The Delta variant of COVID-19 that is currently spiking across the country reminds us that this pandemic is far from over. There is no way to know how long this variant will stick around or if there is another waiting in the wings. The bottom line is that the financial hardships brought about by the pandemic are likely to worsen before they get better.
For large academic health systems with multiple facilities and affiliations, the challenges at hand—and ahead—are many. The good news is that these systems don’t have to go it alone; most have revenue cycle vendors that can help pick up the heavy lift. Sometimes, however, that heavy-lift comes at a heavy cost. According to Healthfuse research, the majority of health systems are unsure whether they’re receiving a positive return on their vendor investments. One reason is the lack of transparency and the supportive data with which to truly measure vendor performance.
What can large academic health systems do to protect themselves and ensure optimal performance by their vendors? West Virginia University Medicine (WVUM) has found an answer.
WVU Health System is the state’s largest health system, encompassing 16 hospitals, including the West Virginia University School of Medicine; the affiliated schools of the WVU Health Sciences Center; four community hospitals; three critical access hospitals; and a children’s hospital, all anchored by a 690-bed academic medical center that offers tertiary and quaternary care.
WVU Health System had more than a dozen long-term vendor partnerships across its vast health system but believed it was receiving little return on investment from those relationships. An initial assessment discovered vendor over-invoicing and most outsourced accounts were not being worked per best practice standards. The health system also identified bolt-on technologies that needed to be sourced and replaced.
WVU Health System engaged Healthfuse to build its Vendor Management Office (VMO) to serve as a centralized resource to oversee vendor performance and enforce accountability. The VMO worked with each vendor to update processes, WVU Health System utilization, and expectations. Reporting was established to monitor account-level activity, collection performance, and patient experience.
With Healthfuse, West Virginia University Health System achieves $27M in collections improvement and cost savings in 3 years.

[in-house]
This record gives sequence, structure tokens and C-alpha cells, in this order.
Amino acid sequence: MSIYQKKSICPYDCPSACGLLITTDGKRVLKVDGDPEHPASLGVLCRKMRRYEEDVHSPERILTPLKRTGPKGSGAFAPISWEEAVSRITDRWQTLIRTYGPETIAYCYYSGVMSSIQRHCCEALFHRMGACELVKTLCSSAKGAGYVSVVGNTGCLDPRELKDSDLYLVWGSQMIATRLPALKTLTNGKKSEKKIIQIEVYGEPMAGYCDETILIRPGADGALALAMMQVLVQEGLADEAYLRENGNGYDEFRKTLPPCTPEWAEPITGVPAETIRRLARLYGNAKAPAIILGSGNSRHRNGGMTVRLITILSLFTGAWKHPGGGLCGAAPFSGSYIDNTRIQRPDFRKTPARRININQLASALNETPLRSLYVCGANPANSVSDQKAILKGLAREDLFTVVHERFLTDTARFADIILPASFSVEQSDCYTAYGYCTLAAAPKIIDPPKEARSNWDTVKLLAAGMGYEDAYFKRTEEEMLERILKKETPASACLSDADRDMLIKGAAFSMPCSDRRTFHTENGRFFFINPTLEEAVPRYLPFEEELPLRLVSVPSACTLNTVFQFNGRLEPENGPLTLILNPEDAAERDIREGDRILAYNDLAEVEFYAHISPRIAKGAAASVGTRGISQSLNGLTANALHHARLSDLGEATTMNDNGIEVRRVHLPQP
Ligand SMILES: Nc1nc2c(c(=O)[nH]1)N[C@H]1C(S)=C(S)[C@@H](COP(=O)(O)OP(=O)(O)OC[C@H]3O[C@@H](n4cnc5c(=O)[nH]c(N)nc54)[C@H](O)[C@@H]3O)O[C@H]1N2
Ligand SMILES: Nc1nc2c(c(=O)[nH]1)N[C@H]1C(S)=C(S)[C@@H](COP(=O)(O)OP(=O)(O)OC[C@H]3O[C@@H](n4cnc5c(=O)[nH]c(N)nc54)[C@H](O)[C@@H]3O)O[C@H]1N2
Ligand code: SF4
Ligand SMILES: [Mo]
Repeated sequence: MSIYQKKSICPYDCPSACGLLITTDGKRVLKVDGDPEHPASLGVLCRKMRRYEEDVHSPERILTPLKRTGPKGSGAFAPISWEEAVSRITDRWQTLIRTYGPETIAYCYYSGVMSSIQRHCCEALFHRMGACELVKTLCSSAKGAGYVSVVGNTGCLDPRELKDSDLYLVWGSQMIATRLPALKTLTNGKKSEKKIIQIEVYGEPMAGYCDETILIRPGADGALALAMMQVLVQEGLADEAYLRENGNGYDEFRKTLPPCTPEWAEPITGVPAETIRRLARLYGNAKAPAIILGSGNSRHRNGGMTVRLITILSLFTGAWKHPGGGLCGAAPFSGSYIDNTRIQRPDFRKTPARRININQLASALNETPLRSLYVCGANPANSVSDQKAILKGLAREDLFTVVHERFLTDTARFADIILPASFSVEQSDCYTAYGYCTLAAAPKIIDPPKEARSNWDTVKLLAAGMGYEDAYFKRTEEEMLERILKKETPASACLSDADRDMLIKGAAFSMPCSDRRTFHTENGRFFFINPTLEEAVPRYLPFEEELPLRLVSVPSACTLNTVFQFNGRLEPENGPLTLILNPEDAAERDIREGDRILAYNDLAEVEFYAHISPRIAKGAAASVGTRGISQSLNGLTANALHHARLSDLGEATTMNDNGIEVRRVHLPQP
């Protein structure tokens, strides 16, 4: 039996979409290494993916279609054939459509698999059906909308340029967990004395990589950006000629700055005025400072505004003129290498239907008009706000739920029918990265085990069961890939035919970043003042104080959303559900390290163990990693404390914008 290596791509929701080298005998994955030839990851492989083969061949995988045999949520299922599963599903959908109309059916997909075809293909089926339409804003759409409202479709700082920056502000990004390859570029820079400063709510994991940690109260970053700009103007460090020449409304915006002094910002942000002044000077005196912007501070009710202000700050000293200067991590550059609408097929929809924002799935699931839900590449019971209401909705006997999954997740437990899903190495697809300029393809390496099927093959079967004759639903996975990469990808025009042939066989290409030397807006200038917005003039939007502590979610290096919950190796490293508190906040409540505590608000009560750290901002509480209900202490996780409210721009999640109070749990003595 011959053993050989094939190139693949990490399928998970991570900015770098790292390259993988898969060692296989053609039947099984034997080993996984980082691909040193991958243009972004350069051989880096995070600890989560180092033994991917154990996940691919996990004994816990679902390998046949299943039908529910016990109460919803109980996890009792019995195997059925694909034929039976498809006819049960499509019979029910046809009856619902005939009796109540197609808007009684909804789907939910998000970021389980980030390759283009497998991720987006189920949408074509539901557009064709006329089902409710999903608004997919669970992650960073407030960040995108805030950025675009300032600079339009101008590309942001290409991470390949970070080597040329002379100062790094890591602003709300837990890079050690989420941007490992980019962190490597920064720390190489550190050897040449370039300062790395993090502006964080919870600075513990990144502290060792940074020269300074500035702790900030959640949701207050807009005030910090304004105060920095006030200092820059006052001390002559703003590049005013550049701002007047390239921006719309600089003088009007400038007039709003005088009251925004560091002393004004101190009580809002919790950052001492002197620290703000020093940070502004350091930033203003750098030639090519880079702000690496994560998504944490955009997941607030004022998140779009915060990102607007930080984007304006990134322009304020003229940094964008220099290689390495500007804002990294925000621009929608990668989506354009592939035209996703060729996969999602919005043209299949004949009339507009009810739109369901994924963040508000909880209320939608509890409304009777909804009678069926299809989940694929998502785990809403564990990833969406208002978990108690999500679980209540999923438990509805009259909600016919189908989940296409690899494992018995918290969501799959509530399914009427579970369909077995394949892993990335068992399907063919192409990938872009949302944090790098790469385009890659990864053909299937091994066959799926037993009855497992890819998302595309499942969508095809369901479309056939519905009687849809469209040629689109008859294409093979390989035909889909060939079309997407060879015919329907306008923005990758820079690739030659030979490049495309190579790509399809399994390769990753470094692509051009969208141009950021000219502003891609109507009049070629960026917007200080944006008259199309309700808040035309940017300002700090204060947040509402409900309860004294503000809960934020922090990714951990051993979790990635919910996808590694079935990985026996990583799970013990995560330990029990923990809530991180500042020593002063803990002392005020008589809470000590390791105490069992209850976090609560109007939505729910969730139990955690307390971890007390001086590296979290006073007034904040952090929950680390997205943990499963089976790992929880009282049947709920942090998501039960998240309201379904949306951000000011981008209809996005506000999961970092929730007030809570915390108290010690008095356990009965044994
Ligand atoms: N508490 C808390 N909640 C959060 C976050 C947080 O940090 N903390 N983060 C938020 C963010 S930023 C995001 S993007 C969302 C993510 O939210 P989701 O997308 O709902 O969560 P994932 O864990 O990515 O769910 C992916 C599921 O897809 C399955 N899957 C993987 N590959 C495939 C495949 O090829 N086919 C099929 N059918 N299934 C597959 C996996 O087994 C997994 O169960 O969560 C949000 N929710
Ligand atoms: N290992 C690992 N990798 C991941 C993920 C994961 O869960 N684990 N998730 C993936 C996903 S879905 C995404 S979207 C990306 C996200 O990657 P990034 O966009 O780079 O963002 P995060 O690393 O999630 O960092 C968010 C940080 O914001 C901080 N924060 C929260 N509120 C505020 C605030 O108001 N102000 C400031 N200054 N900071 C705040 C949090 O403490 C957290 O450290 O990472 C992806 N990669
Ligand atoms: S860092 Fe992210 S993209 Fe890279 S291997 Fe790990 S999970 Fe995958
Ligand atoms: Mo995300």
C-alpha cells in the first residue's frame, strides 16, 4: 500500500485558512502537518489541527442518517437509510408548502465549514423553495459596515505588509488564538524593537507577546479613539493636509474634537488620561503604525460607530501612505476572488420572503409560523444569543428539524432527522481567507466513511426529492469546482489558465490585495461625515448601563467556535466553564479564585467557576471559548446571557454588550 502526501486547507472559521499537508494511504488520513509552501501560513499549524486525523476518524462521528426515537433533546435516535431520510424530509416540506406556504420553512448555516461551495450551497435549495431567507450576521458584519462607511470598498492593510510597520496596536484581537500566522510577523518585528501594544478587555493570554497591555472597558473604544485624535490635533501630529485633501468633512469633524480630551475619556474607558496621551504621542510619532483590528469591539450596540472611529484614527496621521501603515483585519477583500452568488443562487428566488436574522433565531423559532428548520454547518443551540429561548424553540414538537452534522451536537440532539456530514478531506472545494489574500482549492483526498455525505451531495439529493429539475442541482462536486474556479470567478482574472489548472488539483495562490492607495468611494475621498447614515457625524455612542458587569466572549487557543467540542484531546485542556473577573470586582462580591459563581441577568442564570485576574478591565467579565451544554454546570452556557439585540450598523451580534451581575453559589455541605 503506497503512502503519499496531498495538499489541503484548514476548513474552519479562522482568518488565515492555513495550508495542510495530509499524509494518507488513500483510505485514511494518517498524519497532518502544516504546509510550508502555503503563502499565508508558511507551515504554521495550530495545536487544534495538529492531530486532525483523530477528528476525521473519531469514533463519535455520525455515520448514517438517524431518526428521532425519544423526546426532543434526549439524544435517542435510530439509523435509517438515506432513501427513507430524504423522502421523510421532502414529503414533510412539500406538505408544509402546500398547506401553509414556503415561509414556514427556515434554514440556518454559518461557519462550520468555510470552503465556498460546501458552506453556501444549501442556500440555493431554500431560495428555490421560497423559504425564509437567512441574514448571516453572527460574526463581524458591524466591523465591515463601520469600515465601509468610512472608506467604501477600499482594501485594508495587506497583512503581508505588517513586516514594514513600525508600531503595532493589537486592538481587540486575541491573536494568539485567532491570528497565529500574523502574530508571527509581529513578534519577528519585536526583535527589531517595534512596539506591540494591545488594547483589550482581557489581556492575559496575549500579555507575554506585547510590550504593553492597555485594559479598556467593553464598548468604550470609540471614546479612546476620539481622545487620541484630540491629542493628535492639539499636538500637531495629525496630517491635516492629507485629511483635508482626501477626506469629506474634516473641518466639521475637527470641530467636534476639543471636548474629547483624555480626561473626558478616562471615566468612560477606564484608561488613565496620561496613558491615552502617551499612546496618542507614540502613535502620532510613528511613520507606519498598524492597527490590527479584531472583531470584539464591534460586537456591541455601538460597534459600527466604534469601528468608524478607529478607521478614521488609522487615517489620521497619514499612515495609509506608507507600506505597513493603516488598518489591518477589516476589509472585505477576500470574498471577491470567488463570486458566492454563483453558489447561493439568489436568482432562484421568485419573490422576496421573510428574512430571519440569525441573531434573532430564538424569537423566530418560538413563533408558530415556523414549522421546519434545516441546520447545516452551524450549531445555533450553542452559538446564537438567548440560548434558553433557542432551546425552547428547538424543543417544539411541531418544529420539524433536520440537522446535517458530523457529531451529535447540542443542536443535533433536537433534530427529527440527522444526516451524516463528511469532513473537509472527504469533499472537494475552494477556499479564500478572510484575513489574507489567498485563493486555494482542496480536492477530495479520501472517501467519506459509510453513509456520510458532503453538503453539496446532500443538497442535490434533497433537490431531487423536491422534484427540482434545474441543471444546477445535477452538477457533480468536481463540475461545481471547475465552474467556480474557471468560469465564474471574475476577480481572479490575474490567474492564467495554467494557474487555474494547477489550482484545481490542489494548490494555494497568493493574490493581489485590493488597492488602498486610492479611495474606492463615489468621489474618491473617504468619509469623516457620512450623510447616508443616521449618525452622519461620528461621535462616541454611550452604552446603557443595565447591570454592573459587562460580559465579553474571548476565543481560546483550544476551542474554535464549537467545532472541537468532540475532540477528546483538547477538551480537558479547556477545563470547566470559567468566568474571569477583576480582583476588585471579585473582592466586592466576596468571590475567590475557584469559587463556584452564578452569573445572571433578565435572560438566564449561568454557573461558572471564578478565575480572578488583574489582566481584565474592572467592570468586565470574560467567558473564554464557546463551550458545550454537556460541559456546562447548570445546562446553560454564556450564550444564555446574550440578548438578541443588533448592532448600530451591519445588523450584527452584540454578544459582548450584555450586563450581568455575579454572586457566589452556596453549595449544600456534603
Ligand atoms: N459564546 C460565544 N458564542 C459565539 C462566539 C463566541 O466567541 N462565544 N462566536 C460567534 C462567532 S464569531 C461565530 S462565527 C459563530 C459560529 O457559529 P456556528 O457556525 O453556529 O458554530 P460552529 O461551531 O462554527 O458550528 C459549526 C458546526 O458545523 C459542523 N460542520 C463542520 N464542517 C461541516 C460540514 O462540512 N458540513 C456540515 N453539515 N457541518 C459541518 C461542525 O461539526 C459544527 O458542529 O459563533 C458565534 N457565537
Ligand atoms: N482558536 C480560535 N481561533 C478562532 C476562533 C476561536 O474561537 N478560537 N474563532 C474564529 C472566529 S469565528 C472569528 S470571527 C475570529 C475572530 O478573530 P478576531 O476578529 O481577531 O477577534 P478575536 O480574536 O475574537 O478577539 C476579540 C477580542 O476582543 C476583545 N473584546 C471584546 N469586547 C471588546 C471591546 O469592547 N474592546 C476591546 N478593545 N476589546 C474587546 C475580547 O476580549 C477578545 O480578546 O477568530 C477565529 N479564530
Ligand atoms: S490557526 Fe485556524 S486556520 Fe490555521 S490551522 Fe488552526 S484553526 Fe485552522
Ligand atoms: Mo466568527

With Healthfuse, West Virginia University Health System achieved improved transparency that created confidence and trust in the vendor relationships. Together, they designed a new vendor strategy to include automated processes, enhanced vendor work queues, and streamlined vendor communication.
To date, Healthfuse has delivered:
- $16.2M in cash-factor improvement after 3 years
- $250K in recoveries from invoice disputes
- 30% reduction in self-pay collection costs
- 270% increase in self-pay liquidation
- 10X increase in outsourcer performance
- 2X (doubled) net liquidation and cash recoveries for select vendors
“Since engaging Healthfuse, we know exactly how our vendors are performing and how they can improve over time. We’ve increased outsourcer performance by more than 30% since we started.” Leah Klinke, Assistant Vice President of Hospital Revenue Cycle, West Virginia University Health System
The path forward
A successful journey to financial recovery requires optimally performing vendors with the most advantageous contract terms. Unfortunately, most revenue cycle leaders don’t have the market insight necessary to know whether their vendor contracts are reasonable or not. Fortunately, Healthfuse does. With insight into more than 3,000 vendors and hospitals, Healthfuse has the insight needed to benchmark and analyze the most effective partner contracts for each health system’s specific needs.
Read our latest eBook to learn more about how WVU Health System and other large academic health systems have been able to improve vendor performance, reduce costs, and maximize reimbursements.